Sometimes the best H word in Marketing is HELP!

Until next week H is for “How To” and for not being afraid to ask for help.

Mary-Anne

www.wiseupmarketing.com.au


Why your Retail Business needs a Facebook Page

Facebook pages have become the successful launching pad or website complement for many small businesses and WAHers (I am hereby coining this for “Work At Home ers”). For small businesses without a bricks and mortar presence, Facebook gives the opportunity to have a conversation and demonstrate the personality of the business and therefore bridge the service gap.

This post is going to focus solely on Facebook Pages for bricks and mortar businesses, with strategies to benefit both Retail and Professional Service industries.

This post assumes you have a Facebook page running for your business. If you don’t, please contact me at maryanne@wiseupmarketing.com.au, I can direct you to some fantastic articles and free eBooks that take a step by step approach to helping you get started.

Ask everyone – “Why not like us on Facebook?”

Once you have set up your Facebook Page it is important to let your clients know and to ask them to like you on Facebook.

  • Print a small strut card and place it on your reception counter or at your register
  • Update your business card with your Facebook page name
  • E Mail your database to announce the launch of your Facebook page
  • Add a Facebook news feed on your website homepage

Building up your offline clientele in your online space gives you the ability to extend your brand and promotional message so that it is regularly in front of your customers, keeping you top of mind.

What should your business “do” on the business page?

  • Use a profile picture of your shop front if you are in retail
    • This acts as a visual cue for your clientele. It reminds them who you are when you pop up in the newsfeed and when they walk past, too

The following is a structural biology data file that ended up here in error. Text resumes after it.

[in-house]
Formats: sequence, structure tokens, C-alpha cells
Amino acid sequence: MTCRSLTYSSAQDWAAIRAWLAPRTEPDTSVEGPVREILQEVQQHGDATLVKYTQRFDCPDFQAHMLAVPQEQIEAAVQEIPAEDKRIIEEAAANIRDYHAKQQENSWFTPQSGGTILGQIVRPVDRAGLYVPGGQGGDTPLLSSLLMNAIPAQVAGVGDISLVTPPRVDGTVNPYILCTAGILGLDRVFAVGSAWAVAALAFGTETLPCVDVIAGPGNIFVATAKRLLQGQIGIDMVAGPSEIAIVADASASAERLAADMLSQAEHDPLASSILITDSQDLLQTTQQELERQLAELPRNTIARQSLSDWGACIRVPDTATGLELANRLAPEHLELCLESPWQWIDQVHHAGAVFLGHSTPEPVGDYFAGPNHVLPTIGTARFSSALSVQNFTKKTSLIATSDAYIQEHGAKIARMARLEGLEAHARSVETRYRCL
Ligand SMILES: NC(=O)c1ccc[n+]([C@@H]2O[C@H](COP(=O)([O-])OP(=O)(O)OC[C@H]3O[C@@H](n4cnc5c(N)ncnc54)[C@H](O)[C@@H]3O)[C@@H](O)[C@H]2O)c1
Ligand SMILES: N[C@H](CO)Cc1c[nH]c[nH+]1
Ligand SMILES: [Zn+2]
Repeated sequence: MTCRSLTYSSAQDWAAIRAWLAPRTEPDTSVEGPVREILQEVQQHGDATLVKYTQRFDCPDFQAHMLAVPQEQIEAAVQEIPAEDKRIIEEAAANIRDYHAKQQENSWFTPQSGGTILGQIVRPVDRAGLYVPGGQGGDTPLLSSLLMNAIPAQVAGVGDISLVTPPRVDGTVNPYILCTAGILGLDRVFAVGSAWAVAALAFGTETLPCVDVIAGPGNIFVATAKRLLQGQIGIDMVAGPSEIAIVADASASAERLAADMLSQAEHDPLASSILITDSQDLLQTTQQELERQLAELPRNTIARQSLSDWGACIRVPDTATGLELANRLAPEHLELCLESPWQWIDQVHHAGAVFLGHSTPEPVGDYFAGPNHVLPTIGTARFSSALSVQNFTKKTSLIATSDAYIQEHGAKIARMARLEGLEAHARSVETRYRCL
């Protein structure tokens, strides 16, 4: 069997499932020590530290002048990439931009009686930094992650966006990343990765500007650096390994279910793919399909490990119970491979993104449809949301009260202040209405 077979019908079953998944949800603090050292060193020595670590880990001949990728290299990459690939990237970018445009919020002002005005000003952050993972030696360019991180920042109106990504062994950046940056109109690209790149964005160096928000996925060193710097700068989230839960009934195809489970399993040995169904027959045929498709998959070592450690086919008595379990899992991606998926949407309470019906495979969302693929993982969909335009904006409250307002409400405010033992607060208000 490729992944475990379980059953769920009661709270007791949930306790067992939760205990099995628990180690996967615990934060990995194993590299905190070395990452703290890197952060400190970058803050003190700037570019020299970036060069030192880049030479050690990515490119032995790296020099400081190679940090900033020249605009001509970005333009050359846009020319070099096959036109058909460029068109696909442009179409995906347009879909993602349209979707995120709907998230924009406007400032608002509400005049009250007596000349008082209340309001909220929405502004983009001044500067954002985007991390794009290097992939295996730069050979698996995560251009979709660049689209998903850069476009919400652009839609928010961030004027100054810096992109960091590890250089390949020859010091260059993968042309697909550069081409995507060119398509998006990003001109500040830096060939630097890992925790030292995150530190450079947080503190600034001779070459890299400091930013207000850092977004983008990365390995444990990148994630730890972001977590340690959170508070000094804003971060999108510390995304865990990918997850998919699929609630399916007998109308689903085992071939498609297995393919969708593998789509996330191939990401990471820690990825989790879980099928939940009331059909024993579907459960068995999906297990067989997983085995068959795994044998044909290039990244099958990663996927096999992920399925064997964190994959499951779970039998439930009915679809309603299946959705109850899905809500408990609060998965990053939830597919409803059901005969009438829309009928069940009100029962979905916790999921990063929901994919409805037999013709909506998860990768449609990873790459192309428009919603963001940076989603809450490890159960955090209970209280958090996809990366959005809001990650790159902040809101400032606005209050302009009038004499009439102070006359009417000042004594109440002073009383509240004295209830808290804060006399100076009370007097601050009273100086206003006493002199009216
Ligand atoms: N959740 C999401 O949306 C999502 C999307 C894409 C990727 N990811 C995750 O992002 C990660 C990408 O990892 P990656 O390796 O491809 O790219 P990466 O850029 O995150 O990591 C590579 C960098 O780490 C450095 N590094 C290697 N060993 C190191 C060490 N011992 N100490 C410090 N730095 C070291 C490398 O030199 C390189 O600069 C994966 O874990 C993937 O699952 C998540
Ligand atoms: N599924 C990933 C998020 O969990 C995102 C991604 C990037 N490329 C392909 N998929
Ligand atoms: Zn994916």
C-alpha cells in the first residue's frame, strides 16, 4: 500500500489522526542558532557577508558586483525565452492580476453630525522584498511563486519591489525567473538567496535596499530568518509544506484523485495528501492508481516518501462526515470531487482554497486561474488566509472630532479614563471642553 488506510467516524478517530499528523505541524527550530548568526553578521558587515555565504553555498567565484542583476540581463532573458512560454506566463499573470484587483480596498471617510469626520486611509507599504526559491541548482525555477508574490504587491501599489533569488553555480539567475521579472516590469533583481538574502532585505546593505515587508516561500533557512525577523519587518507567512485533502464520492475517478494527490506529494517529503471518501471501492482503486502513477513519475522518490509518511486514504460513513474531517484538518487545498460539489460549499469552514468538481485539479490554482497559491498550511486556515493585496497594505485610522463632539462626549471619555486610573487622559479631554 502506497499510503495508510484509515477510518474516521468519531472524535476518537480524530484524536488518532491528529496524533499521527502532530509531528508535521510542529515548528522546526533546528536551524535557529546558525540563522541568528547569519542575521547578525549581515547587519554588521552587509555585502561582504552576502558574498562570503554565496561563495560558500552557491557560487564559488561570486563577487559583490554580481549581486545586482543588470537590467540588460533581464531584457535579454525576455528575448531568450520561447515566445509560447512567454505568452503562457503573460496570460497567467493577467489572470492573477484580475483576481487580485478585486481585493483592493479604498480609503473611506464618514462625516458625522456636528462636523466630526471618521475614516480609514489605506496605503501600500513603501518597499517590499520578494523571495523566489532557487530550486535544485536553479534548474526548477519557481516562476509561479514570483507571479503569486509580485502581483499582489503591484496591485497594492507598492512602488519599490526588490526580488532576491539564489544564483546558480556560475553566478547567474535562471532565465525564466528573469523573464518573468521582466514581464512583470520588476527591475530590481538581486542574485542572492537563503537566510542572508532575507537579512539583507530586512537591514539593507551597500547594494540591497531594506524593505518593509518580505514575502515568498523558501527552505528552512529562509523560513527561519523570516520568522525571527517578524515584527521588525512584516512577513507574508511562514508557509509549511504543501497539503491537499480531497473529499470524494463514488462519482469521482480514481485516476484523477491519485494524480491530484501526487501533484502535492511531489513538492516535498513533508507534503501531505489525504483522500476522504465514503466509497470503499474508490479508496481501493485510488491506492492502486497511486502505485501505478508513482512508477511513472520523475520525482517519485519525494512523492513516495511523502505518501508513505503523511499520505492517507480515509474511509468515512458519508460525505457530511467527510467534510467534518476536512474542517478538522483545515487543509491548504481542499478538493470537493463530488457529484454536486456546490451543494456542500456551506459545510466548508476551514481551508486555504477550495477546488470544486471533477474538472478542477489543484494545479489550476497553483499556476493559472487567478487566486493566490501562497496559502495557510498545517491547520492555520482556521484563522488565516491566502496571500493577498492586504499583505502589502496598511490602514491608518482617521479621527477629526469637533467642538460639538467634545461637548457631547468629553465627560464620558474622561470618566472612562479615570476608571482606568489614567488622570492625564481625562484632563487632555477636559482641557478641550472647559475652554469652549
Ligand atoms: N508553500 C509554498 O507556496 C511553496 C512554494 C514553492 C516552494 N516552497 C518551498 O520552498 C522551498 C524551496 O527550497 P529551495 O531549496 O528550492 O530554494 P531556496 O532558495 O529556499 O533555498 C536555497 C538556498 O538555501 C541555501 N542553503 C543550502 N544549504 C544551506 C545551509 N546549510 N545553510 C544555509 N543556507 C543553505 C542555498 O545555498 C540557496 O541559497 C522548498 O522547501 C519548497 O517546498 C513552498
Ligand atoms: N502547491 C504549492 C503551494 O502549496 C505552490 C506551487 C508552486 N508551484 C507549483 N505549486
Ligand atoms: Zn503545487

• Use a profile picture of your staff if you are in professional services
    • This reminds your clientele they know you personally when you pop up in the newsfeed and reminds them of the one on one relationships they have built up
  • Communicate in a style and tone that reflects your bricks and mortar business
    • Don’t be overly casual just because it is Facebook. Your Page is still a reflection of your brand and should align with your overall brand strategy
  • Post photos of new stock that has come in, stock that is on sale and people interacting with your stock
  • Post videos that are created in the workplace featuring staff and clientele
  • Educate your clientele by sharing relevant articles, think of the magazines you keep that are relevant, now look for those sort of articles and spreads online and share
  • Boast a little! Announce any awards you have been nominated for or better still, have won, congratulate staff members on achieving service milestones or on new qualifications. Keep building the sense of community
  • Announce events and invite clientele to attend

5 Ways Your Business can benefit from a Facebook Page

1.Profile Tagging

When clients come in, ask them if they have seen you on Facebook. If they say they like your page, tell them you plan to send them a shout out when they leave.

Kylie’s Hair and Nails had a great morning with Rebecca Appleton, we love your new look”

Profile tagging delivers in three ways:

1. Like a thank you card, it gives your clients a warm and fuzzy feeling of being important to your business

2. Through the newsfeed, it reminds your other clients of what you do and why they liked you

3. Through the newsfeed of your client, your business is promoted to a greater network, attracting new likes that are valuable

Always make sure you have told your client that you will do a shout out to ensure they agree. It could offend to shout out without warning.

2.Check In’s

“Check In” is usually done on an iPhone or Android phone whilst at a location. A user goes onto Facebook and selects the place they wish to “Check In” and this then broadcasts their presence across their newsfeed and on the page of the place
they have checked in.

So like a profile tag, it then means your business is promoted to the network of your client. To take advantage of checking in make sure when you set up your page you selected “local businesses and places” as your page category and entered in your full address. This allows your clientele to find you when searching and then can “Check In” when at your place of business.

Encourage “Check In’s” by offering special discounts and offers for clients who check in.

“If you “Check In” today, you’ll get 10% off”

We have developed process cards to take staff and clients step by step through the check in process. Get in touch if you would like a copy.

3.Photo Tagging

Like profile tagging and “Check In’s”, Photo Tagging also promotes your business to your client’s network. The additional benefit of photo tagging is you are promoting your products at the same time.

“Alice trying on our latest pair of Religion Jeans”

“Tom choosing between Aviators and Wayfarers, what do you all think?”